That's preliminary data. And the death toll is 62 percent higher than during the last major die-off in 1987-88 and 6.7 times higher than the 2007 to 2012 norm for July 1 to April 6, according to calculations.
Bizarro Earth

Appearance of night-shining clouds has increased

Noctilucent Clouds
© Thinkstock
First spotted in 1885, silvery blue clouds sometimes hover in the night sky near the poles, appearing to give off their own glowing light. Known as noctilucent clouds, this phenomenon began to be sighted at lower and lower latitudes - between the 40th and 50th parallel - during the 20th century, causing scientists to wonder if the region these clouds inhabit had indeed changed - information that would tie in with understanding the weather and climate of all Earth.

A NASA mission called Aeronomy of Ice in the Mesosphere, or AIM, was launched in 2007 to observe noctilucent clouds, but it currently only has a view of the clouds near the poles. Now scientists have gathered information from several other missions, past and present, and combined it with computer simulations to systematically show that the presence of these bright shining clouds have indeed increased in areas between 40 and 50 degrees north latitude, a region which covers the northern third of the United Sates and the lowest parts of Canada. The research was published online in the Journal of Geophysical Research: Atmospheres on March 18, 2014.

"Noctilucent clouds occur at altitudes of 50 miles above the surface - so high that they can reflect light from the sun back down to Earth," said James Russell, an atmospheric and planetary scientist at Hampton University in Hampton, Va., and first author on the paper. "AIM and other research has shown that in order for the clouds to form, three things are needed: very cold temperatures, water vapor and meteoric dust. The meteoric dust provides sites that the water vapor can cling to until the cold temperatures cause water ice to form."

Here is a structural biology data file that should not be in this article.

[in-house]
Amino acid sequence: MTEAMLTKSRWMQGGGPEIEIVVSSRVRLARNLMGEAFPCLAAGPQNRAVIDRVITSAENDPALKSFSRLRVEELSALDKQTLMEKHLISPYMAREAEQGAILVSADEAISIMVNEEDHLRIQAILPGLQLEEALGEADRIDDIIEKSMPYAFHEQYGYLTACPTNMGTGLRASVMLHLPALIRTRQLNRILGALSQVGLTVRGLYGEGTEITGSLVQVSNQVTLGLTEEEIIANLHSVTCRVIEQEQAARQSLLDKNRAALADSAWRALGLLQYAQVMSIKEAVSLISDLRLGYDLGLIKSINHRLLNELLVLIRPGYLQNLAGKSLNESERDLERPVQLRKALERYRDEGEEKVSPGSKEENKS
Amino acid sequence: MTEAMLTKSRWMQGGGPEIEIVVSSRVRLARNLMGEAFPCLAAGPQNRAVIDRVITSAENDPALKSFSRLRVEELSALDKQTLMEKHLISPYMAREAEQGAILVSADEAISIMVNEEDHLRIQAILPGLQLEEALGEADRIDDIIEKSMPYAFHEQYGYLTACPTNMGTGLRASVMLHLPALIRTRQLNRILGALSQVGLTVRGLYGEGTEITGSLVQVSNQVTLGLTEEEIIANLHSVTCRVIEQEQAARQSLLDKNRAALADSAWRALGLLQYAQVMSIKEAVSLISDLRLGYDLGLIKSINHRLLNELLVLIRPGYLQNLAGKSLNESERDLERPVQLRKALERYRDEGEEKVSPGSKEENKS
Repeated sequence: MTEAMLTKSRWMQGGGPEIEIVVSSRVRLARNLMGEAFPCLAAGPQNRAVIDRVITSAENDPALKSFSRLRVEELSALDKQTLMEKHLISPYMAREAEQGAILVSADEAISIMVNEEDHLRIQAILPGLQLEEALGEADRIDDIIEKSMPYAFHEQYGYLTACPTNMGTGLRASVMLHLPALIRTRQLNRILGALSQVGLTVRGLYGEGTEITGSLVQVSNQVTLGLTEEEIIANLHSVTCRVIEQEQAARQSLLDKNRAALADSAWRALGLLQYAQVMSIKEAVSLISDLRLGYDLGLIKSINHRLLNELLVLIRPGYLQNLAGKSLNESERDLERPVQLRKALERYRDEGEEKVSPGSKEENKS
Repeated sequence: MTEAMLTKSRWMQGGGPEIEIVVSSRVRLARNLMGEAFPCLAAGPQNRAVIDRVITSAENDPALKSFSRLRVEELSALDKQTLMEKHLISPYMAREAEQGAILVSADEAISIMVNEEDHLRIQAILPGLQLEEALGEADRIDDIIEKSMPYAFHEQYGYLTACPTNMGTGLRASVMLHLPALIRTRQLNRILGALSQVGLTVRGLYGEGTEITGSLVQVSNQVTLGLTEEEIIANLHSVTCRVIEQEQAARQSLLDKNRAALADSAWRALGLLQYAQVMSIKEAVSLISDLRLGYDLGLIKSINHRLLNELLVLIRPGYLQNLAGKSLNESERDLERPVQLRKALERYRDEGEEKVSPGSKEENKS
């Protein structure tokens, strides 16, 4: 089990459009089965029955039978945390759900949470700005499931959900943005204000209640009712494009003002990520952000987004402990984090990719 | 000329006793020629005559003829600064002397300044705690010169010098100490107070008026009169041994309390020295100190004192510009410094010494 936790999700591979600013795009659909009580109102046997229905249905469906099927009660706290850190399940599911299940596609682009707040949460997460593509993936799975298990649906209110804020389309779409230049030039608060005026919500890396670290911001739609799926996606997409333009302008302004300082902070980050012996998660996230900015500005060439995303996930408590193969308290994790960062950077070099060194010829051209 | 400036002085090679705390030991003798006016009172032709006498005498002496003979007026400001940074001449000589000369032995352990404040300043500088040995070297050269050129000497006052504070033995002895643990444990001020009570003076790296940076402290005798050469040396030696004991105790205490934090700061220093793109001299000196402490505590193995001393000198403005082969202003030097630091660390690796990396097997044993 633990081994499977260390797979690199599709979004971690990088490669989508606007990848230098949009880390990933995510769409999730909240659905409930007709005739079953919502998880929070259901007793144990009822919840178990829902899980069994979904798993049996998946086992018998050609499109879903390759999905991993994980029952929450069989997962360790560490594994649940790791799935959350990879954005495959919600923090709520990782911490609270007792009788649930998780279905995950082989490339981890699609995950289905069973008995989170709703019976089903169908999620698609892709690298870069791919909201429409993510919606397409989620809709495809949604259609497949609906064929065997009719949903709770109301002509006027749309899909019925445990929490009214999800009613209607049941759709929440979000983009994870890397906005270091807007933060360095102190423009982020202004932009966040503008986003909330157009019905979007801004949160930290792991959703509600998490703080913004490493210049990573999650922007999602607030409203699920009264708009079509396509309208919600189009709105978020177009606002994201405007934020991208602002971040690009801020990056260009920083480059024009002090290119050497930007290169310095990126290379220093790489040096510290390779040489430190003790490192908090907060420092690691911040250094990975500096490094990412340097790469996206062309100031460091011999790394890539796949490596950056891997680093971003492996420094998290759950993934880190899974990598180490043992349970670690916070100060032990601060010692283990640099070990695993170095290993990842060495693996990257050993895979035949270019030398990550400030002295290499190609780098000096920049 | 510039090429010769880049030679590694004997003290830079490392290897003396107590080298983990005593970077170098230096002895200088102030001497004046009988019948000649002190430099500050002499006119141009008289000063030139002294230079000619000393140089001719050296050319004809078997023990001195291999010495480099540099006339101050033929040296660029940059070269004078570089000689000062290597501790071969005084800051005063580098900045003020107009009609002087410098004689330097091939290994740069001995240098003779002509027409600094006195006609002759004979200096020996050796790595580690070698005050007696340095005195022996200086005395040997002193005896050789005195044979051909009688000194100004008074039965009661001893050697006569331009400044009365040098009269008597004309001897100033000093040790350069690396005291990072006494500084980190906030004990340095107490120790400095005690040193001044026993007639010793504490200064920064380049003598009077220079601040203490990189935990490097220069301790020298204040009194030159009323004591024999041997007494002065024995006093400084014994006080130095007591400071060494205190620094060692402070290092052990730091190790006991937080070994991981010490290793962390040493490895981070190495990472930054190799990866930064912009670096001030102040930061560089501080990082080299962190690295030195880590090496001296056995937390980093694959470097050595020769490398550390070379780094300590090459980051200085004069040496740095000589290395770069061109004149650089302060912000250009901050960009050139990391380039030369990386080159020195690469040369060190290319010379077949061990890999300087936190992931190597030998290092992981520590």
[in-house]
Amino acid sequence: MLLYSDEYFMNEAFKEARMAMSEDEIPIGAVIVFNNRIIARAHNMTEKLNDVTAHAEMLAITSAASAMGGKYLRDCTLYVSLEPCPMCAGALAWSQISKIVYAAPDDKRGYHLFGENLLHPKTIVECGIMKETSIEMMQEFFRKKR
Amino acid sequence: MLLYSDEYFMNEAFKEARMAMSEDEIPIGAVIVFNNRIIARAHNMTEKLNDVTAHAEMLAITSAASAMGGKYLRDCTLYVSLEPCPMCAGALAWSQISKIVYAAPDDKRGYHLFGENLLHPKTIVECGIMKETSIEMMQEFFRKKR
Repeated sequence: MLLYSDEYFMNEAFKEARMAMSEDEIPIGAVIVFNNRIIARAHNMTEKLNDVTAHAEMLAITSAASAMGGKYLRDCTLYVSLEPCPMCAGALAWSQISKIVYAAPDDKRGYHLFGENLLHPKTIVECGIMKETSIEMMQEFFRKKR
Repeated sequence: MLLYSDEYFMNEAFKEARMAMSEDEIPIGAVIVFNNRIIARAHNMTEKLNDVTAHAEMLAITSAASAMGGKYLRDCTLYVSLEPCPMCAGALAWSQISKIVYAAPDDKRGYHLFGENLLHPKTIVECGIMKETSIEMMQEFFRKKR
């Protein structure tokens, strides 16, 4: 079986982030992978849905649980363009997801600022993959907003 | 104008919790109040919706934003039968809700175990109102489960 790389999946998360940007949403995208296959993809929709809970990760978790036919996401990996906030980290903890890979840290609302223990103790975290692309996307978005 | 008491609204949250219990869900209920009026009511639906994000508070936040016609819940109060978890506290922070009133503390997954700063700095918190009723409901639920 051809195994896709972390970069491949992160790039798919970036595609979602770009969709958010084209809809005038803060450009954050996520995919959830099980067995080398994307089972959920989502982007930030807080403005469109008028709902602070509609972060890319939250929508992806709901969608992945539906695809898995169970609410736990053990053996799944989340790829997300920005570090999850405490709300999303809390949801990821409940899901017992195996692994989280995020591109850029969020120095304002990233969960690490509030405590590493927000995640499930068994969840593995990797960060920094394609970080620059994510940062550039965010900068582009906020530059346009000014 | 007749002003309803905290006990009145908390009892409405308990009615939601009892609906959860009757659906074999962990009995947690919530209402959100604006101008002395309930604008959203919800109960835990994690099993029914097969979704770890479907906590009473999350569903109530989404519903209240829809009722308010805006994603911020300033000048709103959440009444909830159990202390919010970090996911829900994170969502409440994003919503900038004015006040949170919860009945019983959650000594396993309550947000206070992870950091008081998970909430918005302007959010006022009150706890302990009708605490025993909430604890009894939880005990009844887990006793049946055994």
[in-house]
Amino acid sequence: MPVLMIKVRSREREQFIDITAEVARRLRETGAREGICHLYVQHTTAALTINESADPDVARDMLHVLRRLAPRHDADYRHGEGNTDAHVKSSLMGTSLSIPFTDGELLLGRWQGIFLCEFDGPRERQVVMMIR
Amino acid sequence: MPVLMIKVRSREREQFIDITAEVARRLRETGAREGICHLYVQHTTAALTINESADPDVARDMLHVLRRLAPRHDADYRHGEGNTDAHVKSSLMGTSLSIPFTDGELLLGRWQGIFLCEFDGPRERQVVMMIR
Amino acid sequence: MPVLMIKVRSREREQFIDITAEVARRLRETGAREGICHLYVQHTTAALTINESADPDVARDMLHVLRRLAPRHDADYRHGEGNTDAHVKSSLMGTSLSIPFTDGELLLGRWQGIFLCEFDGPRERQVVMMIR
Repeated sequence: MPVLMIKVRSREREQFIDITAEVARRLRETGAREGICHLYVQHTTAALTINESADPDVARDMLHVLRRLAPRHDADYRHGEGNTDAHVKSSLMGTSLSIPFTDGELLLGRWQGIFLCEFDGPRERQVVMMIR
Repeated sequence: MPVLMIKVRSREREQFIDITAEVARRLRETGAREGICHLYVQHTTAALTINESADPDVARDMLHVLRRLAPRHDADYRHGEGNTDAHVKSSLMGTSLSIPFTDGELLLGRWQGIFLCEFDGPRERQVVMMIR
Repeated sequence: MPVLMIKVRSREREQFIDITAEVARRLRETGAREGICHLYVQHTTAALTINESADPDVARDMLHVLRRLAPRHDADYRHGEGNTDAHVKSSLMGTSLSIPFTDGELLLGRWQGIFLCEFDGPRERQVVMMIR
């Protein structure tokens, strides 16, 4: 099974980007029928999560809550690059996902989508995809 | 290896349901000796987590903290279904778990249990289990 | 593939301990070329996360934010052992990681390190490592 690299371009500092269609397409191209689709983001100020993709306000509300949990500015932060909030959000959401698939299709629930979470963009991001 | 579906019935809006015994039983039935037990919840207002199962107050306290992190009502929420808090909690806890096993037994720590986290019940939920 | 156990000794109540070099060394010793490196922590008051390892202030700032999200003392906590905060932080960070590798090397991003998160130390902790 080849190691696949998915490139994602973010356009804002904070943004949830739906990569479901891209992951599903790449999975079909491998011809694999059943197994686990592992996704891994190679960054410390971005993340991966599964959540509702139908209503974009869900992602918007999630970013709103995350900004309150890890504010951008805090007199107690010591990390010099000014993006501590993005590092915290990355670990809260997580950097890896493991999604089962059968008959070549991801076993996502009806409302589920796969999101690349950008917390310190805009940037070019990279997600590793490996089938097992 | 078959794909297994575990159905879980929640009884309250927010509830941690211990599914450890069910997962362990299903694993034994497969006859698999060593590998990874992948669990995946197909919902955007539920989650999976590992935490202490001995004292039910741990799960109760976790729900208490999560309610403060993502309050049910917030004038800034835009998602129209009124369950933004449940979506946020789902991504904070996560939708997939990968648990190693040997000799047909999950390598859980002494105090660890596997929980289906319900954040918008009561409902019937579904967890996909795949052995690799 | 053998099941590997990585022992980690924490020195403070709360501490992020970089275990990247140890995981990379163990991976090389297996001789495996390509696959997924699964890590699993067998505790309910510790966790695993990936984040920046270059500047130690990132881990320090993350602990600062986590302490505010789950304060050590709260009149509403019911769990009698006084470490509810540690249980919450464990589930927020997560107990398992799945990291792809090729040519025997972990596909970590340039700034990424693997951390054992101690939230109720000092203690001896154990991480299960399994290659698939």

Bizarro Earth

Aftershock - USGS: Earthquake Magnitude 6.5 - 78km SW of Panguna, Papua New Guinea

Earthquake 6.5 Papua New Guinea
© USGS
Event Time
2014-04-11 08:16:48 UTC
2014-04-11 18:16:48 UTC+10:00 at epicenter

Location
6.855°S 155.017°E depth=39.4km (24.5mi)

Nearby Cities
78km (48mi) SW of Panguna, Papua New Guinea
91km (57mi) SW of Arawa, Papua New Guinea
411km (255mi) SE of Kokopo, Papua New Guinea
558km (347mi) ESE of Kimbe, Papua New Guinea
613km (381mi) WNW of Honiara, Solomon Islands

Technical details
Alarm Clock

USGS: Earthquake Magnitude 7.1 - 57km SW of Panguna, Papua New Guinea

Earthquake 7.1 Papua New Guinea
© USGS
Event Time
2014-04-11 07:07:21 UTC
2014-04-11 18:07:21 UTC+11:00 at epicenter

Location
6.625°S 155.064°E depth=50.0km (31.1mi)

Nearby Cities
57km (35mi) SW of Panguna, Papua New Guinea
69km (43mi) SW of Arawa, Papua New Guinea
399km (248mi) SE of Kokopo, Papua New Guinea
557km (346mi) ESE of Kimbe, Papua New Guinea
621km (386mi) WNW of Honiara, Solomon Islands

Scientific data
Question

Mystery remains over why river in Australia is bubbling

Condamine River
© CSIRO
CSIRO field studies included the use of floating chambers to capture and measure the gas emitted from the Condamine River.
Queensland has another mystery that science still can't pin down: the bubbling of the Condamine River.